The school policy on Behaviour – Rewards, Sanctions and Exclusions – take full account of the new duties under the Equality Act. We make reasonable, appropriate and flexible adjustment for pupils with a disability. We closely monitor data on exclusions and absence from school for evidence for over – representation of different groups and take action promptly to address concerns.
Addressing prejudice and prejudice based bullying
The school challenges all forms of prejudice and prejudice-based bullying, which stand in the way of fulfilling our commitment to inclusion and equality:
- Prejudices around disability and special educational needs.
- Prejudices around race, religion or belief
- Prejudices around gender and sexual orientation, including homophobic and transphobic attitudes.
What are we doing to advance equality of opportunity between different groups
- We know the needs of our school population very well and collect and analyse data in order to inform our planning and identify targets to achieve improvements.
- We have procedures, work in partnership with parents and carers, to identify children who have a disability through admission meetings.
- We collect data and monitor progress and outcomes of different groups of pupils and use this data to support school improvement. We take action to close any gaps, for example for those making slow progress in acquiring age-appropriate literacy and number skills.
- We collect and analyse data:
- on the school population by gender and ethnicity.
- on the % of pupils identified as having a special educational need and/or disability and by their principal need or disability.
- by year group – in terms of ethnicity, gender and proficiency in English.
- on inequalities of outcome and participation, related to ethnicity, gender, disability, proficiency in English and social economic issues.
- We use a range of teaching strategies that ensures we meet the needs of all pupils.
- We provide support to pupils at risk of underachieving.
- We are alert and proactive about the potentially damaging impact or negative language in matters such as race, gender, disability and sexuality.
- We ensure equality of access for all pupils to a broad and balanced curriculum, removing barriers to participation where necessary.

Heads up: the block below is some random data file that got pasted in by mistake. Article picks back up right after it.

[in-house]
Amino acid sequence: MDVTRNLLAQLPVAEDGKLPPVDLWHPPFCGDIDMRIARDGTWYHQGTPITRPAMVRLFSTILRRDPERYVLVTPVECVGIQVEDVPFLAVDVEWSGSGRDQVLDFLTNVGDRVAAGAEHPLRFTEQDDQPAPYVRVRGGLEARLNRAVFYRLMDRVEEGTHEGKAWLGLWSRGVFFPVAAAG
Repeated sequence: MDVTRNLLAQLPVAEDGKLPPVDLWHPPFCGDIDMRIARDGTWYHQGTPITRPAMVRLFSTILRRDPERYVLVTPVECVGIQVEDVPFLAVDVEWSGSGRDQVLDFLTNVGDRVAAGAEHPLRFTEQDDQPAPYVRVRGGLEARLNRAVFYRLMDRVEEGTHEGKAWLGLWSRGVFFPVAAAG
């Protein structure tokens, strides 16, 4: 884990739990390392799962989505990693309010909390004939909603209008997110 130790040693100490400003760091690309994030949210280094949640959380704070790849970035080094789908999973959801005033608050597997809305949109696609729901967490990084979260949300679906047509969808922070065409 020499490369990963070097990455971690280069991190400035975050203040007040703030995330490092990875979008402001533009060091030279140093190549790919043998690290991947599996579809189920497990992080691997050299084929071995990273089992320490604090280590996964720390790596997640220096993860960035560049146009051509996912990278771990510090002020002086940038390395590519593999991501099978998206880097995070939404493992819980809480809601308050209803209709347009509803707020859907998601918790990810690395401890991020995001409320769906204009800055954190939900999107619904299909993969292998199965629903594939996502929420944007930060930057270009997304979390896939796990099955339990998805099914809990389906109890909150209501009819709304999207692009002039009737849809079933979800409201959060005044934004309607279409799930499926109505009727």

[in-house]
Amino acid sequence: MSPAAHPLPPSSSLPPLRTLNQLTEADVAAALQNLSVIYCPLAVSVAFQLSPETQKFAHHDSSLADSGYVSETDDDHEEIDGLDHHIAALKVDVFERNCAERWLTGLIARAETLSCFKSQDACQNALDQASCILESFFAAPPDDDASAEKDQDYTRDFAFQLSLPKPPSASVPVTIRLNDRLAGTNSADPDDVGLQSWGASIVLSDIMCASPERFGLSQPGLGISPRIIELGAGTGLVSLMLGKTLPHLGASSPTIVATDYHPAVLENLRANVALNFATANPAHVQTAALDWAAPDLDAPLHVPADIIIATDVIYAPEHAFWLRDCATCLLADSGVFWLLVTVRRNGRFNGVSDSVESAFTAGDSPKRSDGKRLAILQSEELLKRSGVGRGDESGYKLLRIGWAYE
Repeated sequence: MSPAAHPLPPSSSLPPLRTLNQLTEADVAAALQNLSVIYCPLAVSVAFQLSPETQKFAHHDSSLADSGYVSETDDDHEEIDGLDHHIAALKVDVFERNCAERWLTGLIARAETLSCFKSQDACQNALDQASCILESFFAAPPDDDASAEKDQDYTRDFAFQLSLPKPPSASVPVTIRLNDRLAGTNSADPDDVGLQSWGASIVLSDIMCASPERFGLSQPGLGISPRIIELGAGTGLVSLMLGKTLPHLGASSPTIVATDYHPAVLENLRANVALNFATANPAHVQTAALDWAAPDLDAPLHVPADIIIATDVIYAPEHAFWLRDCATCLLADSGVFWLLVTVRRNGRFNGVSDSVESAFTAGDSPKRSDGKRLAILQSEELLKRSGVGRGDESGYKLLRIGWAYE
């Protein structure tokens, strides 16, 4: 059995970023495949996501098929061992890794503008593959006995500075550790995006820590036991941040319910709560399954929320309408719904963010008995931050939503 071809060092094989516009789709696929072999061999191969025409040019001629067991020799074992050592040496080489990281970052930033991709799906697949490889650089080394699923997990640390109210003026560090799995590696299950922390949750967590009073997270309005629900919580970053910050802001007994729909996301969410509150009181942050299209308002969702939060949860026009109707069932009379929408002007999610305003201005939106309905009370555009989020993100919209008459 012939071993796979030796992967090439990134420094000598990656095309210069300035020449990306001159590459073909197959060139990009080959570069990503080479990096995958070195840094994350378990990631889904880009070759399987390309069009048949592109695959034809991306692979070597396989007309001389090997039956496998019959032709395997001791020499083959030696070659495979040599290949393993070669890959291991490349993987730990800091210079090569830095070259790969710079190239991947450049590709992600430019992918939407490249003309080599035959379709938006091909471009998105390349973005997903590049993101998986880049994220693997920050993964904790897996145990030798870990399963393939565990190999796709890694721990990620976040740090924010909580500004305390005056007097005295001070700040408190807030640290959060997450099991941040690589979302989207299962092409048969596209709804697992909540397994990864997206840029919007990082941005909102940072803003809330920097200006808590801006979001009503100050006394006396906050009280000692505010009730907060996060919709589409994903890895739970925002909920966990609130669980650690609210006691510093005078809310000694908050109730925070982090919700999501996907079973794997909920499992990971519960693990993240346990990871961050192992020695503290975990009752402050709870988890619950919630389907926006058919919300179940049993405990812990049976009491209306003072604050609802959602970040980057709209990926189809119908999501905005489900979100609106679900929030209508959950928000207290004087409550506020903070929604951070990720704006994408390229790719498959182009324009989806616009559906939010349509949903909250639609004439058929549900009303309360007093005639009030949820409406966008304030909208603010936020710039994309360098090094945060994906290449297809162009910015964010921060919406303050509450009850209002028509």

We will take positive and proportionate action to address the disadvantage faced by particular groups of pupils with particular protected characteristics, such as targeted support. The actions will be designed to meet the School’s Equality Objectives.
What are we doing to foster good relations
- We prepare our pupils for a life in a diverse society and ensure that there are activities across the curriculum that promotes the spiritual, moral, social and cultural development of our pupils.
- We teach about difference and diversity and the impact of stereotyping, prejudice and discrimination through PSHE and citizenship and across the curriculum.
- We use materials and resources that reflect the diversity of the school, population and local community in terms of race, gender, sexual identity and disability, avoiding stereotyping.
- We promote a whole school ethos and values that challenge prejudice based discriminatory language, attitudes and behaviour.
- We provide opportunities for pupils to appreciate their own culture and celebrate the diversity of other cultures.
- We include the contribution of different cultures to world history and that promote positive images of people.
- We provide opportunities for pupils to listen to a range of opinions and empathise with different experiences.
- We promote positive messages about equality and diversity through displays, assemblies, visitors and whole school events.
Equality Objectives 2022-24
- To improve the outcomes for all vulnerable children in the school.
- Improve pupil attendance including all vulnerable children – to reduce the number of persistent absentees.
- To support children affected by lock downs during the coronavirus pandemic.